4. Yoga Practice

“Introduction to Restorative Yoga” by Charlotte Pregnolato.


“On one hand, it’s not surprising that restorative yoga has gained in popularity over the last twenty years considering that aging baby boomers might well be looking for gentler, more therapeutic physical practices.  What is interesting is how young people are increasingly attracted to this gentle practice.  In fact, www.alignyo.com named restorative yoga one of the top trends of 2014.

Restorative TwistCharacteristically, restorative yoga poses take on the shape of traditional poses but with the aid of props and an emphasis on ease and comfort.  Typically poses are held for 3-20 minutes while students may be led through meditation or breathing practices, or listen to soothing sounds–music, bells, or crystal bowls.

The practice restores the nervous system, helps the body heal after illness or injury and calms the mind in turmoil, but it is not just for healing or correcting our systems through times of noticeable stress or discomfort.   When we relax our bodies, we enable all systems of the body to be restored to a natural state of homeostasis.  All systems work together effectively and the flow of energy, called prana in yoga or chi in Chinese medicine, is regulated.

Perhaps the most important benefit of restorative yoga is that it significantly reduces stress levels in the body, known to be at the root of most serious and potentially fatal illnesses in modern times.

supta-baddha-konasanaThis benefit was confirmed in a comparison study published in the October 2013 issue of the American Journal of Managed Care.  Researchers interested in delving into the benefits of restorative classes versus more traditional stretching compared the students’ physical differences over a six-month period.  The most significant finding showed those in restorative classes lost almost three times as much subcutaneous abdominal fat as the stretch class group. The researchers explained the difference was caused by the reduction in levels of cortisol, the chemical released during periods of stress that has been linked to fat storage, particularly in the abdominal region of the body.  While most people don’t come to restorative to slim, it would be a welcome side effect for most of us.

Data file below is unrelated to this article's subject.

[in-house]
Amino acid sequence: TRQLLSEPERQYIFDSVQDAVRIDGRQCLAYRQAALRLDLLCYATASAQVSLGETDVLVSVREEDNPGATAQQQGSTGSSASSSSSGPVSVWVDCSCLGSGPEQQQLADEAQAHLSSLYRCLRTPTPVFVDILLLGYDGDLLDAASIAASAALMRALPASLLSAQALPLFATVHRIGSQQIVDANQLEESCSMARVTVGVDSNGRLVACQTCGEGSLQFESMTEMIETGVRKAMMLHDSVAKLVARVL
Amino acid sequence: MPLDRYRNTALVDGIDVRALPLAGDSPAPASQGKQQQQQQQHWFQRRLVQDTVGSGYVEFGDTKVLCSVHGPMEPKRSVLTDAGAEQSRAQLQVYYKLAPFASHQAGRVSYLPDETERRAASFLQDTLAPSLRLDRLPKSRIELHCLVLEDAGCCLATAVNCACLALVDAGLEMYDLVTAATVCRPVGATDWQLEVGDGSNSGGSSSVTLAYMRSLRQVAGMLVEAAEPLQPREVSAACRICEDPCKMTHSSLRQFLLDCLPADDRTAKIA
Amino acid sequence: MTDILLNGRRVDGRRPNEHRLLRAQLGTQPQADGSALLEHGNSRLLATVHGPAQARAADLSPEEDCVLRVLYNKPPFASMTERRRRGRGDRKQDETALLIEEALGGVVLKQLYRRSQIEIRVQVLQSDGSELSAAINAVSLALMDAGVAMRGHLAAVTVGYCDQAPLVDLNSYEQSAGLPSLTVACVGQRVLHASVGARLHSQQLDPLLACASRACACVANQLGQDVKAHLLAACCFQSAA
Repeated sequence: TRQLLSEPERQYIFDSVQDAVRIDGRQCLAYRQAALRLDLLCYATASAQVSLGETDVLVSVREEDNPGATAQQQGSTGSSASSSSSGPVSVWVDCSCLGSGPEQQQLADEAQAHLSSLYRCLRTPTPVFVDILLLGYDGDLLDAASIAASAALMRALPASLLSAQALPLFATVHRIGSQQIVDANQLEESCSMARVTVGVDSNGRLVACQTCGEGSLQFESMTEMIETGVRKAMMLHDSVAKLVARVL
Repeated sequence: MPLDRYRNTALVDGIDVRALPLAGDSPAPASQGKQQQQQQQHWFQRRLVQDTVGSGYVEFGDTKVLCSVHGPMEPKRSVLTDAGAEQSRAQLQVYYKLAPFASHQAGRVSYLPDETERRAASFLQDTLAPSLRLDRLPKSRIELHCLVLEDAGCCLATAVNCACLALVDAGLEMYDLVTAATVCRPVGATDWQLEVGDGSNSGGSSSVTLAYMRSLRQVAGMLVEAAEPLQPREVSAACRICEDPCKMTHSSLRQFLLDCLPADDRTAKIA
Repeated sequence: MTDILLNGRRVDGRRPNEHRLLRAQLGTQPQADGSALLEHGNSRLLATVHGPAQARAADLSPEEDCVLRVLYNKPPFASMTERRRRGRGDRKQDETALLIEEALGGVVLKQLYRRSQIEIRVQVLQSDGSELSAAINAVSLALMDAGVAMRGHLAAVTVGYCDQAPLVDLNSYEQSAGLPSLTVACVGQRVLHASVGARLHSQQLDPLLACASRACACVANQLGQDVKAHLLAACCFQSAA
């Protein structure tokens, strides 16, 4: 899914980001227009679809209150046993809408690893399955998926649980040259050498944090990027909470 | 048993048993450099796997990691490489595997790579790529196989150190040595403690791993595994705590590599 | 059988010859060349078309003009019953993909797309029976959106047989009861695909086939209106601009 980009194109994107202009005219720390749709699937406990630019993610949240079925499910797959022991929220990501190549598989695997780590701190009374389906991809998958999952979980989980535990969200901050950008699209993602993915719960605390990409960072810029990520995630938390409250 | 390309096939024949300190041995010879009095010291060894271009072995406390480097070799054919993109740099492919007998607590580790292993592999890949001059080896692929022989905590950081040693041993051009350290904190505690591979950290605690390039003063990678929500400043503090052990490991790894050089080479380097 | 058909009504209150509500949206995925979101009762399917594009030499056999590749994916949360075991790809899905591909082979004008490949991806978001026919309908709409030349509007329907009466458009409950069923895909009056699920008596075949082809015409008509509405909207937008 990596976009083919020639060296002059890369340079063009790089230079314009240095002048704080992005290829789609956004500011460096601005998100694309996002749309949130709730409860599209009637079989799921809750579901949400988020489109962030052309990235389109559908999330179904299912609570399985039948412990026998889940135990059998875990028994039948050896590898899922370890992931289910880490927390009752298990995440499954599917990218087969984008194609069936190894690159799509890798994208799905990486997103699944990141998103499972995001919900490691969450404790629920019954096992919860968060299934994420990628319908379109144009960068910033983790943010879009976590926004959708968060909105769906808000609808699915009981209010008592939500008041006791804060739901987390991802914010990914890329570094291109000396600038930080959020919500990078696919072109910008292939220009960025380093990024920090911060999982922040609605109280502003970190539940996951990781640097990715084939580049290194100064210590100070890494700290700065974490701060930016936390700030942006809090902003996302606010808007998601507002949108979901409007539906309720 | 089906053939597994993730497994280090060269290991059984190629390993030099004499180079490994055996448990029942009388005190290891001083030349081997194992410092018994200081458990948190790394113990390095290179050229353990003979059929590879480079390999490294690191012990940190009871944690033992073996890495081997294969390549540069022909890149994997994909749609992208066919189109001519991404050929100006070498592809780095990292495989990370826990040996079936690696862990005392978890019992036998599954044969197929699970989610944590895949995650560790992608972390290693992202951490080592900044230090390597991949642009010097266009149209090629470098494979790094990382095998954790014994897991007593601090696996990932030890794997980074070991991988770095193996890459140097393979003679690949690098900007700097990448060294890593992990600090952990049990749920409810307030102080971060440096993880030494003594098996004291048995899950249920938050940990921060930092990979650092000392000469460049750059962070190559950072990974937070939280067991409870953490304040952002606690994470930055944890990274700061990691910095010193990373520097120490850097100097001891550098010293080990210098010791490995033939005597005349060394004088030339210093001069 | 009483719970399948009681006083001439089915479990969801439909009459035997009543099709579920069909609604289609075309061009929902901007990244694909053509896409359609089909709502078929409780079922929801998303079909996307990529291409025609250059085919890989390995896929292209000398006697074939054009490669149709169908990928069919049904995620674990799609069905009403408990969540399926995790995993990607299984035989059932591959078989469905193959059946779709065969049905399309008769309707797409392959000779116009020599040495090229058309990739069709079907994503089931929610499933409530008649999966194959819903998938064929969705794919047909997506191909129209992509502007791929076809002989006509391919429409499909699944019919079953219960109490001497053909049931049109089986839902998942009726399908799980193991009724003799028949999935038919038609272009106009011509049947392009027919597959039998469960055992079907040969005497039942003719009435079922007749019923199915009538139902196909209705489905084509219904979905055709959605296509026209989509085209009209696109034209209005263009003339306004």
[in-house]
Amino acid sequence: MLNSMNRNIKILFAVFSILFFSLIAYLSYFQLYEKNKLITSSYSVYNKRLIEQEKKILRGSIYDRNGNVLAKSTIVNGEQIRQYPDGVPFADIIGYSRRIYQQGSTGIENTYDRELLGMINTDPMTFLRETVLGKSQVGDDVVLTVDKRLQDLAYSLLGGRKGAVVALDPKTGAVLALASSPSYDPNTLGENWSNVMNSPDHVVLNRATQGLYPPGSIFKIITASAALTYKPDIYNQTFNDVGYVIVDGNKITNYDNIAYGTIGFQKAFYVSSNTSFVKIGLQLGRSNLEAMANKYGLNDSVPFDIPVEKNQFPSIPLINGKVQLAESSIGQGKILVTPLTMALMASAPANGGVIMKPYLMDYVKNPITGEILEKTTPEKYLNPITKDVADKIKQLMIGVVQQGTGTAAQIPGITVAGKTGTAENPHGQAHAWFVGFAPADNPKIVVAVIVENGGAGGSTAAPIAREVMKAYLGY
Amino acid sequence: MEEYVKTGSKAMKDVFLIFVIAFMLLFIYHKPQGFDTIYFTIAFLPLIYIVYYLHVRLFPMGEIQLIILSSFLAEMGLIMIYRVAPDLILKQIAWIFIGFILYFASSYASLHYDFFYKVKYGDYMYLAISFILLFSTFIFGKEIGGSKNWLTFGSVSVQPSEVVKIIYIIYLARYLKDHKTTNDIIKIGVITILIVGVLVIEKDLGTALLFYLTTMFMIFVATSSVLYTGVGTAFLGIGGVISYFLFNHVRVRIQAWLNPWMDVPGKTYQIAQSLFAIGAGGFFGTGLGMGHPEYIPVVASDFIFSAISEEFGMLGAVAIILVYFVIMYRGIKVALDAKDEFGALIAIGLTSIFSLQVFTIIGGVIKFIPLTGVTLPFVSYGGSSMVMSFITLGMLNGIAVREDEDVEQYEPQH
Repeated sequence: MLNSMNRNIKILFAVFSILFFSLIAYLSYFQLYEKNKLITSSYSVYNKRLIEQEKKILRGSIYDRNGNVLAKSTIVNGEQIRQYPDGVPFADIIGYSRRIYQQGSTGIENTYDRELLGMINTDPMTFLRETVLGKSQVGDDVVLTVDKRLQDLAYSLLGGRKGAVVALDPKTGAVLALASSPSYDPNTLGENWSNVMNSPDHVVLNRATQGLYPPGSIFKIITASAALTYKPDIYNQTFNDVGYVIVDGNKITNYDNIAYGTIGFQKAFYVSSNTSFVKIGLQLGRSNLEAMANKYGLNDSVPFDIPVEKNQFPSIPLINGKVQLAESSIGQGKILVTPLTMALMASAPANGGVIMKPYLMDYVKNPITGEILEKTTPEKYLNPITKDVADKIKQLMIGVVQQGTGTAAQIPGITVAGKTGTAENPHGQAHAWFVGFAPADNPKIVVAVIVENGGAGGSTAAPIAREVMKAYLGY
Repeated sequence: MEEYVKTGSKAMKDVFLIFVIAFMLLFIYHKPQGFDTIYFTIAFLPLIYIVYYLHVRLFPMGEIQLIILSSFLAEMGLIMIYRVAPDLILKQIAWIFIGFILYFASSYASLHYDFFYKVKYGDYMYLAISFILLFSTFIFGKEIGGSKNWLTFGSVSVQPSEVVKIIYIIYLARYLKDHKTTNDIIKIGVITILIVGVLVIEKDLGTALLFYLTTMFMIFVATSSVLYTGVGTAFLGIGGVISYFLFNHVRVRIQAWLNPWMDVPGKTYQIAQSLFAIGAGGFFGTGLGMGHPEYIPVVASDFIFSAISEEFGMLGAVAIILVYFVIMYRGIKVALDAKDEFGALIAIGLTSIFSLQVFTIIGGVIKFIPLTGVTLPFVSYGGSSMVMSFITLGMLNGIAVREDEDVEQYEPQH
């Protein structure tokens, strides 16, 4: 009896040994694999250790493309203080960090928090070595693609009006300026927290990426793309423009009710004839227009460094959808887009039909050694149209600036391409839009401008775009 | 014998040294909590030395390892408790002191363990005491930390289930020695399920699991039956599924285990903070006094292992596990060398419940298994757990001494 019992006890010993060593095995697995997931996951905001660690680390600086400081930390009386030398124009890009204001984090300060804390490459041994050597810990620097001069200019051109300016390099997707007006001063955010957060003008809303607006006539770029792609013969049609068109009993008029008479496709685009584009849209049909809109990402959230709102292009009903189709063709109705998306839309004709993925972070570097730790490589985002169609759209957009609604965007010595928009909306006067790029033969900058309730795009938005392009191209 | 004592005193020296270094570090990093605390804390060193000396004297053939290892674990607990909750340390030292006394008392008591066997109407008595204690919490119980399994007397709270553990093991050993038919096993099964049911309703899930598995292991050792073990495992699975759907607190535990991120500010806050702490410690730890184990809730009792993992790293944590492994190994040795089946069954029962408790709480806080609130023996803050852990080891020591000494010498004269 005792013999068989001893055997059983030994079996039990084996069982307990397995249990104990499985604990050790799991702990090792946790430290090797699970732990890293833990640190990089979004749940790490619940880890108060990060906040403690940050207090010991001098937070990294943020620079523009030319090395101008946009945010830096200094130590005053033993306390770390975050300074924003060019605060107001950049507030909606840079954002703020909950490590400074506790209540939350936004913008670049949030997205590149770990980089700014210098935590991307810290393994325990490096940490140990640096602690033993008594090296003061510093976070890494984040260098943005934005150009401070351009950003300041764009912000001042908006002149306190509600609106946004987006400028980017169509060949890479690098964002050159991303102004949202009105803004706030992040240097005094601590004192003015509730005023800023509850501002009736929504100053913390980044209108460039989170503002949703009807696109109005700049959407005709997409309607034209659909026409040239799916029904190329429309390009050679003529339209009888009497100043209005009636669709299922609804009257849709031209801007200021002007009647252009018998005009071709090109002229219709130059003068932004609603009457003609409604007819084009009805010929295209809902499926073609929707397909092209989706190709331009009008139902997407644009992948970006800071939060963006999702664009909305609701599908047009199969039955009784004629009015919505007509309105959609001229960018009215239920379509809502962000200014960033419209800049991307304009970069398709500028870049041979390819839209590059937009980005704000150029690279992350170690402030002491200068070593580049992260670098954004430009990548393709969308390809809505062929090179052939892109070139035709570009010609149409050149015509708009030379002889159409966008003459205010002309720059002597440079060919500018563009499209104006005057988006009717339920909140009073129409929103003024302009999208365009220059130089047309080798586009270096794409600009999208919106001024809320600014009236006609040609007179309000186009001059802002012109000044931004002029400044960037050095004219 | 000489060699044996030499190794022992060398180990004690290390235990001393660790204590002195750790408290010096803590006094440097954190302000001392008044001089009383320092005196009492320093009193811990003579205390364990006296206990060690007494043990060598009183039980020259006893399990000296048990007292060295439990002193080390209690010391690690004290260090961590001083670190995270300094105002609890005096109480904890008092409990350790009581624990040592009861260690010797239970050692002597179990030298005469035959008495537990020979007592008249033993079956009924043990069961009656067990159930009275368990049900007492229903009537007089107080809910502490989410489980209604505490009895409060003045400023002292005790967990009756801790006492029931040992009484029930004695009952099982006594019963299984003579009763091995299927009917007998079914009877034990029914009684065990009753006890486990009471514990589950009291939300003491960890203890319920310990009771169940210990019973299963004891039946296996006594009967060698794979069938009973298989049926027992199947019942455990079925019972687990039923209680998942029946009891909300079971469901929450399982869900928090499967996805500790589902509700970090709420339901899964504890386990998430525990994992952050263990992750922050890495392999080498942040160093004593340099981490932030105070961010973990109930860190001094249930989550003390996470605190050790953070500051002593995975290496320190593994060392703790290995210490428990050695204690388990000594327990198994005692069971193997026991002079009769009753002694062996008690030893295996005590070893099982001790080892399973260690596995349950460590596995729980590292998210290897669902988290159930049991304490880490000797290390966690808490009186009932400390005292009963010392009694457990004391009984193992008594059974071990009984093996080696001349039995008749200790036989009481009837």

Five years ago, I could not have imagined devoting my teaching primarily to restorative types of yoga but, like many others, I am impressed by the power of the practice to heal, re-balance, transform and unify the body, mind, and spirit.

restorative fwd bend

Restorative yoga is inclusive of everyone from those who are elderly or recuperating from illnesses or injuries to those more active who desire an antidote to the ongoing demands of their lives.   While attending a class is ideal in terms of deep relaxation, I encourage my students to maintain their sense of well-being by practicing poses at home, as needed.

Below are three typical stress-related issues and poses that effectively address the issues and require a minimum of props.  Hold each pose with eyes closed or covered from 3 to 15 minutes while keeping your attention focused on your breath.  A warm, quiet, dark space will increase your ability to benefit.

Home Practice

Problem: Overall fatigue caused by travel, long periods of work, especially sitting or standing in one position, or lack of sleep.

Solution: Viparita Karani-legs up the wall pose.

Lying on the floor, hips no more than a hand-width away from the wall, put the legs up with heels resting on the wall hip width apart. This gentle inversion reverses the flow of prana and refreshes the legs, organs and the brain.

Viparita Karani

Problem: Anxiety, feeling overwhelmed, unsafe or fearful

Solution: Balasana, child’s pose, especially when held with the head on a comfortable support is effective in reducing feelings of being overwhelmed anxious or fearful. Hips ideally come to heels but if this is uncomfortable hips can be supported by towels or blankets. Arms rest on the floor with hands beside the feet. Forward bends cultivate a feeling of being protected and when the head is in contact with the floor or support, the mind releases tension.  Imagine your exhales releasing unwanted feelings and thoughts into the earth.


Problem: Lack of energy, sadness, depression

Solution: Supine supported backbend. Place a thin rolled towel or blanket across the back just over the lower tips of the shoulder blades. Lie back over the support with the head and shoulders on the floor.  Knees are bent. Open-hearted poses help expand the capacity of the lungs so we inhale more oxygen. This enlivens our entire body and mind and encourages a sense of openness to life.”


Written by Charlotte Pregnolato of “Feel the Bliss” Yoga in Knysna.

E-mail: pregnolatocharlotte@gmail.com

Mobile:  072 320 5988